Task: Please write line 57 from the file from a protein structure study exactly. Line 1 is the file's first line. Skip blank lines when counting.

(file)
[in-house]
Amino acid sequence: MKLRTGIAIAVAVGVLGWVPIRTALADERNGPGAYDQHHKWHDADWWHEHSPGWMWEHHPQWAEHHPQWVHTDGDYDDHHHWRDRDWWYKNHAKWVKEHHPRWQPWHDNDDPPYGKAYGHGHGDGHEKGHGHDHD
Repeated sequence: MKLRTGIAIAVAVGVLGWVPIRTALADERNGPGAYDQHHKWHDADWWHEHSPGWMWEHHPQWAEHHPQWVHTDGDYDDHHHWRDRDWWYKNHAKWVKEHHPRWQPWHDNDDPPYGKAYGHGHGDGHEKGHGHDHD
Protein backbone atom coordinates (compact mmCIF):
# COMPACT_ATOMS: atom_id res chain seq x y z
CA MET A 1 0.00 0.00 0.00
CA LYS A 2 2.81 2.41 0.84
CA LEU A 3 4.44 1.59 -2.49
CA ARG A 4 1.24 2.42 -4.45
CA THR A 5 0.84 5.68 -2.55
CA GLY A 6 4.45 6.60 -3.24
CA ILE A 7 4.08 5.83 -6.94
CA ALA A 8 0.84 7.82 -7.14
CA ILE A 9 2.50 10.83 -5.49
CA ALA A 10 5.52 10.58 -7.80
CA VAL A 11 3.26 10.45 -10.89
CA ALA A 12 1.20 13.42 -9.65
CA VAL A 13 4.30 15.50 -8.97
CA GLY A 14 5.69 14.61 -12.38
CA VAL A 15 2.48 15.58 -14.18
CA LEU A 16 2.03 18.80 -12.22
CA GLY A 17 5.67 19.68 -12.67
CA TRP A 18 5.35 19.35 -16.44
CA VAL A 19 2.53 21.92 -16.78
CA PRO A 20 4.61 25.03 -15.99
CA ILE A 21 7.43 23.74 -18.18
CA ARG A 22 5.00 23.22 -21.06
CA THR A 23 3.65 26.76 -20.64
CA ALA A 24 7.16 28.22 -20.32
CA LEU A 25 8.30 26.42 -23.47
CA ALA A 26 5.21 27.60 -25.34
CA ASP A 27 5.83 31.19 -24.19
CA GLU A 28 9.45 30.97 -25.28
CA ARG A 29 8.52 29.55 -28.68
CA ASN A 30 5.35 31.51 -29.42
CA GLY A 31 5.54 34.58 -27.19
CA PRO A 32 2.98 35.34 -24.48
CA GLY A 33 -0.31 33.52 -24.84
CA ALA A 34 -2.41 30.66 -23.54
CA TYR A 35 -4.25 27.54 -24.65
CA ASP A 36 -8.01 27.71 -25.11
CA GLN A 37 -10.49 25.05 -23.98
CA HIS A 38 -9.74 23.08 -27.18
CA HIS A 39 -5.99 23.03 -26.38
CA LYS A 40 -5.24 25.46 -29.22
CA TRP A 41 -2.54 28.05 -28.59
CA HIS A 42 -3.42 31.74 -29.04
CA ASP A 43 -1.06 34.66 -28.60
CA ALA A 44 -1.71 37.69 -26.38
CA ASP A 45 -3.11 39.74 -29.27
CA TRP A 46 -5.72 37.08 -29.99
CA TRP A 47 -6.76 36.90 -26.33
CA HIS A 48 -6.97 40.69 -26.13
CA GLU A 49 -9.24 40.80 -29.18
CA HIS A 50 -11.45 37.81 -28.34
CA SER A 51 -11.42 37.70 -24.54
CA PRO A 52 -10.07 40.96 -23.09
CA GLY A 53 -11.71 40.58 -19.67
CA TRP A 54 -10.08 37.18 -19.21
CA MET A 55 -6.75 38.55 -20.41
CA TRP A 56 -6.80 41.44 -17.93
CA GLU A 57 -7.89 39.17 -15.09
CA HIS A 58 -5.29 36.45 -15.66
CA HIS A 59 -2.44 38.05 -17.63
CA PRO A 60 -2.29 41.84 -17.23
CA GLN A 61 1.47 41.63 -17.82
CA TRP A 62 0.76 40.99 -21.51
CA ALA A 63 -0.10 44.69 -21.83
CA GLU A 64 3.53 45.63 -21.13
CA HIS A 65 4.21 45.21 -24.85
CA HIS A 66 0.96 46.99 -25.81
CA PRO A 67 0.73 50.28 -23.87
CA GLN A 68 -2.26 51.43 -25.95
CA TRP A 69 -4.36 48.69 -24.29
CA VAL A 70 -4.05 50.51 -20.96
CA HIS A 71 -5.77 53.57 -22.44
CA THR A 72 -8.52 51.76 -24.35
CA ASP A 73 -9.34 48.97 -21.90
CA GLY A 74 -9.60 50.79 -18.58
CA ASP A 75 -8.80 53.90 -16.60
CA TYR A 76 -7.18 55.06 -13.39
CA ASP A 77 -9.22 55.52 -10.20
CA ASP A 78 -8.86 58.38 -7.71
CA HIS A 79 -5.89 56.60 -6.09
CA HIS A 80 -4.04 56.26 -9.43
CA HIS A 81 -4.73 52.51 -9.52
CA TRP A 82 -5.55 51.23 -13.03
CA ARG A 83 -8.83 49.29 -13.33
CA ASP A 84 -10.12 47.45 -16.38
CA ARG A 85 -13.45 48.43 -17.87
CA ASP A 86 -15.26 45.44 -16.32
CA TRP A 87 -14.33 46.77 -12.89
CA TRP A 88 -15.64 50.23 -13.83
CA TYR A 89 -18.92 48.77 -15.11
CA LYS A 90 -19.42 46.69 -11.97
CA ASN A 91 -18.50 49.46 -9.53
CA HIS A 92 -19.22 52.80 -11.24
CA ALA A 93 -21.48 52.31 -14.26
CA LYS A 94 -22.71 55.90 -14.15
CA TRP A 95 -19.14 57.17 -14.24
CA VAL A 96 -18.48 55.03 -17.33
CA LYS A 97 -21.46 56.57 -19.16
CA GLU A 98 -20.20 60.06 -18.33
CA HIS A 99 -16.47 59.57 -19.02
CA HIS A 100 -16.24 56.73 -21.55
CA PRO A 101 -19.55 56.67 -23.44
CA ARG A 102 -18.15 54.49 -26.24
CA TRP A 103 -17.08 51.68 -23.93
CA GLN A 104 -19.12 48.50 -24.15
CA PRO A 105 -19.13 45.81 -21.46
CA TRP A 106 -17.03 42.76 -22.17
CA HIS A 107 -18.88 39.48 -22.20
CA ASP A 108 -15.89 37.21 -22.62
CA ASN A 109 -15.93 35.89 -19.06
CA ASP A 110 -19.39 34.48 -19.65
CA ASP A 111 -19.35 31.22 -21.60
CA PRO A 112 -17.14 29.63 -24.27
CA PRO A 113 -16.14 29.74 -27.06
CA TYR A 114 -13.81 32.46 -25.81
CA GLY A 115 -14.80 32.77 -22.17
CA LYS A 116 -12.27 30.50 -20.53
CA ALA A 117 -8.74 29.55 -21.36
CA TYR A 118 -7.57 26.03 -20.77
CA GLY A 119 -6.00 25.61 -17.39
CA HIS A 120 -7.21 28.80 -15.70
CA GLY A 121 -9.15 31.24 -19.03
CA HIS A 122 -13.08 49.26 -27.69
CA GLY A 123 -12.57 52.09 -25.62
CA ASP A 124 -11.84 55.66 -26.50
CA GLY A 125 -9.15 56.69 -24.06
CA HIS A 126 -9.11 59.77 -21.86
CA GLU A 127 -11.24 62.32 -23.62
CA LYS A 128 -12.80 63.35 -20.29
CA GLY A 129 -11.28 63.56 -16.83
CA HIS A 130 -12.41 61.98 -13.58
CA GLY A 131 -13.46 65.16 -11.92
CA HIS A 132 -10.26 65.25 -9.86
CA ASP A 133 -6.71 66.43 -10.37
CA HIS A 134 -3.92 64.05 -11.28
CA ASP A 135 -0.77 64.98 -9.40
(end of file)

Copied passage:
CA PRO A 52 -10.07 40.96 -23.09